Learning Out Loud

A brave new world...

Helping Learners Help Themselves

In my last post, we learned some practical tips regarding how one might think about building their own Personal Learning Environment (PLE). Perhaps those of you in L&D or in People Operations are wondering how you can help your organizations support these learning workers and their journey of learning how to learn. If so, I have some information that may help you.

No L&D!?

People who have been thinking about this topic a lot longer than I have posed the question, “What would happen if there were no training or L&D department?” (Granted, I work in a small organization and have zero L&D resources, but I am thinking in the context of larger organizations for this installment.) The responses that most actively captured my imagination speak to a concept of a Personal Learning Advisor or specialist who can enable and support all the different ways employees can learn at work (check out Jane Hart’s diagram below to see just how many ways there are!)

ways we learnimage from: http://www.c4lpt.co.uk/blog/2016/03/20/supporting-all-the-ways-people-learn-at-work/

 

If you haven’t picked up the links in my other posts, groups like the Internet Time Alliance  are a great anchoring point to kick off some research into modern trends of workplace learning. Specifically, social learning is something that I have kept my eye on these past few weeks in exploring themes of self-directed learning and PLEs.

Social Learning

Jane Hart writes about social learning, and I think this next paragraph in particular should be a focus for people who want to encourage this type of learning in their organizations:

“For genuine social interaction to take place it needs to be relevant, purposeful and appealing in order to stimulate a real desire or need to engage. In fact it needs to be in tune with the ways people interact (and learn) in real life or on the Social Web. All you can do is provide the framework for – i.e. the infrastructure and the right conditions – for learning and performance improvement to take place – rather than set up a space for (en)forced conversations. The latter simply results in a cohort of compliant learners rather than a group of engaged individuals.”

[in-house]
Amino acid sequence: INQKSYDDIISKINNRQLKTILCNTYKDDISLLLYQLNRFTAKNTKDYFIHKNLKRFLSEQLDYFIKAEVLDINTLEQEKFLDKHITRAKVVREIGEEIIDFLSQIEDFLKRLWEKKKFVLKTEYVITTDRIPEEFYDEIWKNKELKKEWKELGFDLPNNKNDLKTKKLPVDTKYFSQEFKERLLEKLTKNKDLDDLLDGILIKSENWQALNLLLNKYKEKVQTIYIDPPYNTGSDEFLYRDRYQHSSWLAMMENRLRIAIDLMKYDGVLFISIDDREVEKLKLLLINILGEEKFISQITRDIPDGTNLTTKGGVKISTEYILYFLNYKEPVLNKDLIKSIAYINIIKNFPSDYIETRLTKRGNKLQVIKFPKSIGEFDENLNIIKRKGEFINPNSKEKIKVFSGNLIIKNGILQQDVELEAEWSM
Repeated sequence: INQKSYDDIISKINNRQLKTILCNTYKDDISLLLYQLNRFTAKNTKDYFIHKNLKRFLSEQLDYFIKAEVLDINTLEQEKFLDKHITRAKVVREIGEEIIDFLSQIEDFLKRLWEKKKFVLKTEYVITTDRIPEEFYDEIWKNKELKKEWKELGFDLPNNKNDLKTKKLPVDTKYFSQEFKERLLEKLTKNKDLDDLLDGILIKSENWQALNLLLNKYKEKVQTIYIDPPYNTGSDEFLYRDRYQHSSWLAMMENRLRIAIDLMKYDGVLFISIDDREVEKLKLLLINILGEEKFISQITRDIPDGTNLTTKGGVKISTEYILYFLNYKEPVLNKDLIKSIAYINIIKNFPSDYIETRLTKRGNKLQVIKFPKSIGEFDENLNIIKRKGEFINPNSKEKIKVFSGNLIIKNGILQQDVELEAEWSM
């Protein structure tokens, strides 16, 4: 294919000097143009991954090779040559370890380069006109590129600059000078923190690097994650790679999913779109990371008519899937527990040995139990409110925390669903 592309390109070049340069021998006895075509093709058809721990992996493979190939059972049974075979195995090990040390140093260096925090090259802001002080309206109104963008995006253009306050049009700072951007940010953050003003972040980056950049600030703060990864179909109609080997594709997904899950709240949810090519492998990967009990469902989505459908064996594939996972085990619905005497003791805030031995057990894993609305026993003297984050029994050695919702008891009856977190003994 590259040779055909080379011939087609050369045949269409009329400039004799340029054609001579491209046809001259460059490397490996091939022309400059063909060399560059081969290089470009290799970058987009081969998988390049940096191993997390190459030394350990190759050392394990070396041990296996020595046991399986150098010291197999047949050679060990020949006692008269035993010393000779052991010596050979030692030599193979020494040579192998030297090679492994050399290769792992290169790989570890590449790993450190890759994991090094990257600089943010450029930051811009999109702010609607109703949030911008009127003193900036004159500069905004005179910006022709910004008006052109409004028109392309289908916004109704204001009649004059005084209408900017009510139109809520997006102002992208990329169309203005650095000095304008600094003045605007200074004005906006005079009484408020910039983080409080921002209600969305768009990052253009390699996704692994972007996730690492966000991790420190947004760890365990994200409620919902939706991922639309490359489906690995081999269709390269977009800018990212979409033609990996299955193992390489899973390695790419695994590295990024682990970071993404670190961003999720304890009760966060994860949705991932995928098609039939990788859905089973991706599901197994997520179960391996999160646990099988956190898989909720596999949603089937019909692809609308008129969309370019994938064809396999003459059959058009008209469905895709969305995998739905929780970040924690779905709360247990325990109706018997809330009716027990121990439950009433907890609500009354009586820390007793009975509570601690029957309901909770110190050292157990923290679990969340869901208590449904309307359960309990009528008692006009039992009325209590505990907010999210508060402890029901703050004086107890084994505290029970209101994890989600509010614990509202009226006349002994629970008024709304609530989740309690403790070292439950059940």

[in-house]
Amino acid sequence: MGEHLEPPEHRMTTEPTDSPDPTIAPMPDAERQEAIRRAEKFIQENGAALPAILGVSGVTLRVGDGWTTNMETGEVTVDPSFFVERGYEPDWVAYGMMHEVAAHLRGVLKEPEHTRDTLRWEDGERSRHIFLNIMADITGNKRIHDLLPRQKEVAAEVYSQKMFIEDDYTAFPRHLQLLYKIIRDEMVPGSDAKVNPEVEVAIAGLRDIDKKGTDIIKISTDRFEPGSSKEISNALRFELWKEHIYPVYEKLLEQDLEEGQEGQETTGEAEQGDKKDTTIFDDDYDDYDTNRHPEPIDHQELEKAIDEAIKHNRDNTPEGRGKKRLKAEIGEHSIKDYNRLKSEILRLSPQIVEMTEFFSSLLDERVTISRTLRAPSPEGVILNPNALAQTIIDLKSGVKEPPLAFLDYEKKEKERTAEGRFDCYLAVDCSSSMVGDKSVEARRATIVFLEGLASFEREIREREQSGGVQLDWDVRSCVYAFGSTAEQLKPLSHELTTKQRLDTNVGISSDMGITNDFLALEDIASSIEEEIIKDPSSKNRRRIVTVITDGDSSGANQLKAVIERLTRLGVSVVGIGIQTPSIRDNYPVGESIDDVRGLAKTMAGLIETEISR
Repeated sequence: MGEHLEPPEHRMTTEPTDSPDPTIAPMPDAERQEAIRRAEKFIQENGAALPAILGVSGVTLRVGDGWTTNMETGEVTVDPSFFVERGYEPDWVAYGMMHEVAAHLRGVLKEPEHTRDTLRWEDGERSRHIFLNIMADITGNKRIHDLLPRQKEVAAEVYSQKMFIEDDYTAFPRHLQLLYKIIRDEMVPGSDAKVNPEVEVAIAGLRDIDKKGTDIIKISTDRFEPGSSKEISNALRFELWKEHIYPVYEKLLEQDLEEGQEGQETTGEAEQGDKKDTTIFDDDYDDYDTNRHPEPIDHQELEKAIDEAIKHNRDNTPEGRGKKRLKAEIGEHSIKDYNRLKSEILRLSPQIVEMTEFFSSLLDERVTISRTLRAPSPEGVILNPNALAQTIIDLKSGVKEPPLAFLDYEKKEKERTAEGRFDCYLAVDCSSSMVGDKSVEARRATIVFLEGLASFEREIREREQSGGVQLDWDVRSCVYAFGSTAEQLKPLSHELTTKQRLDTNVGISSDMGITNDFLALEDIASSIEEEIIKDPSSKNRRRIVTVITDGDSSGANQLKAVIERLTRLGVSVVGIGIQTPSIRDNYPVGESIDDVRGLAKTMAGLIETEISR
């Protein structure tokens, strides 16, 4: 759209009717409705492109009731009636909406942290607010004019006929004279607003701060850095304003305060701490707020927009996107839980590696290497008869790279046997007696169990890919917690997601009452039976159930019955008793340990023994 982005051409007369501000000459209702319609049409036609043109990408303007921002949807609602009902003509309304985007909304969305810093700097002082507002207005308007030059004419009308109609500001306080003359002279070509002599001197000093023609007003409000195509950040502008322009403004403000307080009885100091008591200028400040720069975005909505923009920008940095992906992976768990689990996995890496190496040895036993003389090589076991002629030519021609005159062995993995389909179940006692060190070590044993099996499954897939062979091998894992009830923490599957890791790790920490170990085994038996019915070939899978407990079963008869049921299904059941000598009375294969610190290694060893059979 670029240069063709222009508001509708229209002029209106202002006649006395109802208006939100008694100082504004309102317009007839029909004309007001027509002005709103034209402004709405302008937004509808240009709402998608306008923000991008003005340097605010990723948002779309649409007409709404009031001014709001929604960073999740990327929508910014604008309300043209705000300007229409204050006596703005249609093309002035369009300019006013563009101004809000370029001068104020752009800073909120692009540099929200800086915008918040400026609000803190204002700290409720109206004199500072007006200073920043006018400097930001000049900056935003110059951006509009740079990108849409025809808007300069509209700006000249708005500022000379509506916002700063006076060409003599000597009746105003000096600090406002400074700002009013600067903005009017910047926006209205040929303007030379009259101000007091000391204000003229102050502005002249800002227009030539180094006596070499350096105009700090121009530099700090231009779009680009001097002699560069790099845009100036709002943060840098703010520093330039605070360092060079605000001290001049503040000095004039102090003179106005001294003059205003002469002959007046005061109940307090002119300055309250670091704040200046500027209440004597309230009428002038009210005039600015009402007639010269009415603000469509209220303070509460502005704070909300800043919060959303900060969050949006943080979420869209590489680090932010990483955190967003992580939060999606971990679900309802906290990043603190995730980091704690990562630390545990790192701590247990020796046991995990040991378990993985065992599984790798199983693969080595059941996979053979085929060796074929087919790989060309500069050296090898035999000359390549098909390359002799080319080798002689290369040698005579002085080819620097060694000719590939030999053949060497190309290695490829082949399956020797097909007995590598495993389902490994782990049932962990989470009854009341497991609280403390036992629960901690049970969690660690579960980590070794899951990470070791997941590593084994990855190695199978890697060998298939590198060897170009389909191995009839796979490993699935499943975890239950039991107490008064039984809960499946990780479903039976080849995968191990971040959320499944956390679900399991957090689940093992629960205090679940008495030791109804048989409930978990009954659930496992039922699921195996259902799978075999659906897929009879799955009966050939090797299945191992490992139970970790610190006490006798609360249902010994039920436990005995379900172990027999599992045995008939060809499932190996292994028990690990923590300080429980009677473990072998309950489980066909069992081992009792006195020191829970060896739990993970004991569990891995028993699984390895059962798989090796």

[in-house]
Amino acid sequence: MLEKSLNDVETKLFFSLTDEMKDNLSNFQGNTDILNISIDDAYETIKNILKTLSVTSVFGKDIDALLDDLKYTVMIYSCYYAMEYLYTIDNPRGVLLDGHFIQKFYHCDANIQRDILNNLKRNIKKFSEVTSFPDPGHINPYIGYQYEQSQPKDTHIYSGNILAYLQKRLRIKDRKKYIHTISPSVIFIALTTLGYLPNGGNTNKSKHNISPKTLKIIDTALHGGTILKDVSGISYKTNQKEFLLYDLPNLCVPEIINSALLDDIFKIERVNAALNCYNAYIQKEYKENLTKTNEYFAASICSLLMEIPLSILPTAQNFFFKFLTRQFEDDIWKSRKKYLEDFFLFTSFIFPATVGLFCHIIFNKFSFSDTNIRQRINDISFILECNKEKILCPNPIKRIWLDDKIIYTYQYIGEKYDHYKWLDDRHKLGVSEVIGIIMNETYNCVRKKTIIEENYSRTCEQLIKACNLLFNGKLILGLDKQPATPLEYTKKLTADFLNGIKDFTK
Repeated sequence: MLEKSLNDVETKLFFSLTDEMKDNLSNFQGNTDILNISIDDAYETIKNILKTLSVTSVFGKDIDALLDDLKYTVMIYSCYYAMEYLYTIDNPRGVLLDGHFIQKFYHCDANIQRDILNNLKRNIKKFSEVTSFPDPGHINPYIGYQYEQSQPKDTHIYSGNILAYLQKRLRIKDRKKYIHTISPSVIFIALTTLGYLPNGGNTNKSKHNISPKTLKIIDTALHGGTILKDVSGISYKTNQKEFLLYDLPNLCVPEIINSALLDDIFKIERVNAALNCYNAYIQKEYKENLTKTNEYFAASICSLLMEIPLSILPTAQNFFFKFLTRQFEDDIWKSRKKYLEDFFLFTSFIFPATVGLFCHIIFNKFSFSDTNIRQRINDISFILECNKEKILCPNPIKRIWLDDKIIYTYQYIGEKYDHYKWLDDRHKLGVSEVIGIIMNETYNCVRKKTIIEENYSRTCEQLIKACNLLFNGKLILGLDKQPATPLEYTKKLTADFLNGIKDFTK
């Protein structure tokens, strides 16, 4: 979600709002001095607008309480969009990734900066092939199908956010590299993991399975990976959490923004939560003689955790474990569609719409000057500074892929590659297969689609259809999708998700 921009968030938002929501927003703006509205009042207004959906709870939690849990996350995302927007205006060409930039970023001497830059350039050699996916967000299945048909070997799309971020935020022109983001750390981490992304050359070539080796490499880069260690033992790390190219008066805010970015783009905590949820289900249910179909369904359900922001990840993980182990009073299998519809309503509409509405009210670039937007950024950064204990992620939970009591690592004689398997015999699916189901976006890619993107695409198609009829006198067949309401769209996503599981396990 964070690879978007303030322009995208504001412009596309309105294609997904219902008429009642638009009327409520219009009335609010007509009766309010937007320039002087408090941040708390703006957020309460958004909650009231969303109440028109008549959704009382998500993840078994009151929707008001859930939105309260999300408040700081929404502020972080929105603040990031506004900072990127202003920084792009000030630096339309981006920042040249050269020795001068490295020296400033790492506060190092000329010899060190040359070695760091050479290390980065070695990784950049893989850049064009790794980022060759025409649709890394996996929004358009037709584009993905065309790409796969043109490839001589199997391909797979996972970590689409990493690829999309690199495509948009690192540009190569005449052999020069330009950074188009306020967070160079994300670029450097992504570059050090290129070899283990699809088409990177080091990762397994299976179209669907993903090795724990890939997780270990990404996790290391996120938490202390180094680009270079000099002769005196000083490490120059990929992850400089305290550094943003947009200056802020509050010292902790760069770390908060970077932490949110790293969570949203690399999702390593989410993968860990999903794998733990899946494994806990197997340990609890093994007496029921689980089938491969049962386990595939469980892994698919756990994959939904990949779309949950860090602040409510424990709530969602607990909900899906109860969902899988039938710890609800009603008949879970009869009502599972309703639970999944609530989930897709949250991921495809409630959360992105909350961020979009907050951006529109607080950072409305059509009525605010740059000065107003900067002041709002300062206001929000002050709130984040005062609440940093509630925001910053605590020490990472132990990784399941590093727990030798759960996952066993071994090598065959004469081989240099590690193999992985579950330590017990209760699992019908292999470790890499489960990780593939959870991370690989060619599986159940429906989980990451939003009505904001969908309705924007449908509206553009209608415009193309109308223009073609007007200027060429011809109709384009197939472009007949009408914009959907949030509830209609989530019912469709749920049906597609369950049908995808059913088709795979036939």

So, in short, we need to build the necessary conditions for learning but also support people develop some basic skills that will help them drive this self-directed behavior in the future.

Not enough evidence for you? Academic research on PLEs points to the following takeaways:

  • Not all learners possess the knowledge management and/or self-regulatory skills to customize a PLE.
  • Teaching learners to become effective self-directed learners (and self-regulated learners) may help them build the skills required to create, manage, and sustain PLEs using social media and other tools.
  • If successful, a PLE can be entirely controlled by a learner to meet all of their formal or informal learning needs.

At the risk of over-emphasizing my point, the last three installments have really been leading up to this. In organizations, we need to focus our L&D efforts on helping individuals learn how to learn. How can we do that? By helping people learn how to help themselves! You are probably sensing a theme here. This is not to say that L&D or People Operations workers should abdicate our responsibility, but rather we should focus our efforts. Focus not on specific content related to roles and responsibilities but on the capability of learning in a self-directed fashion.

Moving beyond content development to capability development

ESN ImageBut HOW!? Don’t worry, Jane Hart has some ideas (if you haven’t checked out her eBook, you really should). There are a host of ideas that you can think about incorporating in your organization. Many of which are popular in the realm of knowledge management and workplace learning. Most of the ideas below are larger initiatives and require a mindset shift on behalf of the traditional L&D function in that they should think about their work more as a service function rather than a content curation and delivery function. Examples include:

  • Working with managers and teams to help them learn from daily experiences at work (via an Enterprise Social Network or some other technology)
  • Helping other social groups within (and perhaps outside) the organization by taking the role of a community manager in a Community of Practice
  • Create a Personal Learning Service or Help Desk function to work with managers to help build a learning worker mindset and/or working with individuals to develop these skills.

Can we start smaller?